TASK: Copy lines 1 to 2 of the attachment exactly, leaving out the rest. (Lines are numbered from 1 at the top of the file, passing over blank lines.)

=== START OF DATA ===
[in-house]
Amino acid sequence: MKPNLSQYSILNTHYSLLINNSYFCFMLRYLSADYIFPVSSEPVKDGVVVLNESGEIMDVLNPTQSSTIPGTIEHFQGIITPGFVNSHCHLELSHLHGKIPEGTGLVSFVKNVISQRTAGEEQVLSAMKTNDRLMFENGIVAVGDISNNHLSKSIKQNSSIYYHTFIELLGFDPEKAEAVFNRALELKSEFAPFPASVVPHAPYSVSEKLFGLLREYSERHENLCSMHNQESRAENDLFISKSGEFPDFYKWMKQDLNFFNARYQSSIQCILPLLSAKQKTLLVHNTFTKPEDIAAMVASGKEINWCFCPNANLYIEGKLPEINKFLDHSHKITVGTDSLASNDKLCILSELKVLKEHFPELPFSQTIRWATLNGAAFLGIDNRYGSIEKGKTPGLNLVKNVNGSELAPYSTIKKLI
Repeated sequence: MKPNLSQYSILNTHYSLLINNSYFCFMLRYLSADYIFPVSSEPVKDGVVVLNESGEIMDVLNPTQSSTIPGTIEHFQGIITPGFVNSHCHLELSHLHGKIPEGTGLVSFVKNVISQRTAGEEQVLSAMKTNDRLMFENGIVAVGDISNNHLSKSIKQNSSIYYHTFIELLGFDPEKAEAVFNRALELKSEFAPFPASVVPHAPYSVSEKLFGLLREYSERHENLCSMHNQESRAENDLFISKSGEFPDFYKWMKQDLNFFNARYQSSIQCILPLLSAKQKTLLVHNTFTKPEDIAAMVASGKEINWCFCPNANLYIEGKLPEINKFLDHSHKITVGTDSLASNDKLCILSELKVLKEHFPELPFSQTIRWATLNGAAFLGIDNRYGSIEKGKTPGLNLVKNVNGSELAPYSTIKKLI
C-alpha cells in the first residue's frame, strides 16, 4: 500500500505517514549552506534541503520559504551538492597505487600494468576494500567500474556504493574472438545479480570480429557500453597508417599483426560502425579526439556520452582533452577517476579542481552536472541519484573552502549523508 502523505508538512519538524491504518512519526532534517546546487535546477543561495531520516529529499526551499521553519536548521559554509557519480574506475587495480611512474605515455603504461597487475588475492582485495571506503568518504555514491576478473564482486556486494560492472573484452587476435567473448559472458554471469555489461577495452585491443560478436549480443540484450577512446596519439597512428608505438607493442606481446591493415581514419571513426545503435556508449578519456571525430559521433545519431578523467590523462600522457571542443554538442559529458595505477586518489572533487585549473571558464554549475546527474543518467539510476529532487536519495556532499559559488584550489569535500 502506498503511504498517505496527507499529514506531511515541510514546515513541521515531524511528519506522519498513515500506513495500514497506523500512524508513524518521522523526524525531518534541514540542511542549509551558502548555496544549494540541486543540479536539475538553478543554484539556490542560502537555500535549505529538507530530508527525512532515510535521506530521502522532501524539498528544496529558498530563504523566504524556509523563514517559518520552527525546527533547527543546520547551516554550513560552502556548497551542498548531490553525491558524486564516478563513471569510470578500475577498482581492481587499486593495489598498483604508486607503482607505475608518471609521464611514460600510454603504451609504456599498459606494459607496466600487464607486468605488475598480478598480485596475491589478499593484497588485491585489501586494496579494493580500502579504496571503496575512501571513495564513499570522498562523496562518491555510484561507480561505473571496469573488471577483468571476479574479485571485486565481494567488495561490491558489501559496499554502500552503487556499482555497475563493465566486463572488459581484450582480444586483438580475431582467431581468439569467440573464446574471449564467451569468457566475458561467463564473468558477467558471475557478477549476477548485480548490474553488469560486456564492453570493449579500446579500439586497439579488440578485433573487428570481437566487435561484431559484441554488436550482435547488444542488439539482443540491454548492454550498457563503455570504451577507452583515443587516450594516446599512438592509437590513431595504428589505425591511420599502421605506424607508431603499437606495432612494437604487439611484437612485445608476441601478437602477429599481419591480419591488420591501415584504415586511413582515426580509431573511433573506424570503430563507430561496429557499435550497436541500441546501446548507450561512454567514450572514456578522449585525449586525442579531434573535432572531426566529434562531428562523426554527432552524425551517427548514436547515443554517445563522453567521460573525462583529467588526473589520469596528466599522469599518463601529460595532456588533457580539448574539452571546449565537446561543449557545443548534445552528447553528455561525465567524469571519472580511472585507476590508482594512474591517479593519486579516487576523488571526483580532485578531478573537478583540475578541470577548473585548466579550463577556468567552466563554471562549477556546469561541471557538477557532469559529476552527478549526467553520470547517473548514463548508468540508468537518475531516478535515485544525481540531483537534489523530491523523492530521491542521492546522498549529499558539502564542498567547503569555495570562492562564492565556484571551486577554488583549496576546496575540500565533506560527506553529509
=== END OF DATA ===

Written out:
[in-house]
Amino acid sequence: MKPNLSQYSILNTHYSLLINNSYFCFMLRYLSADYIFPVSSEPVKDGVVVLNESGEIMDVLNPTQSSTIPGTIEHFQGIITPGFVNSHCHLELSHLHGKIPEGTGLVSFVKNVISQRTAGEEQVLSAMKTNDRLMFENGIVAVGDISNNHLSKSIKQNSSIYYHTFIELLGFDPEKAEAVFNRALELKSEFAPFPASVVPHAPYSVSEKLFGLLREYSERHENLCSMHNQESRAENDLFISKSGEFPDFYKWMKQDLNFFNARYQSSIQCILPLLSAKQKTLLVHNTFTKPEDIAAMVASGKEINWCFCPNANLYIEGKLPEINKFLDHSHKITVGTDSLASNDKLCILSELKVLKEHFPELPFSQTIRWATLNGAAFLGIDNRYGSIEKGKTPGLNLVKNVNGSELAPYSTIKKLI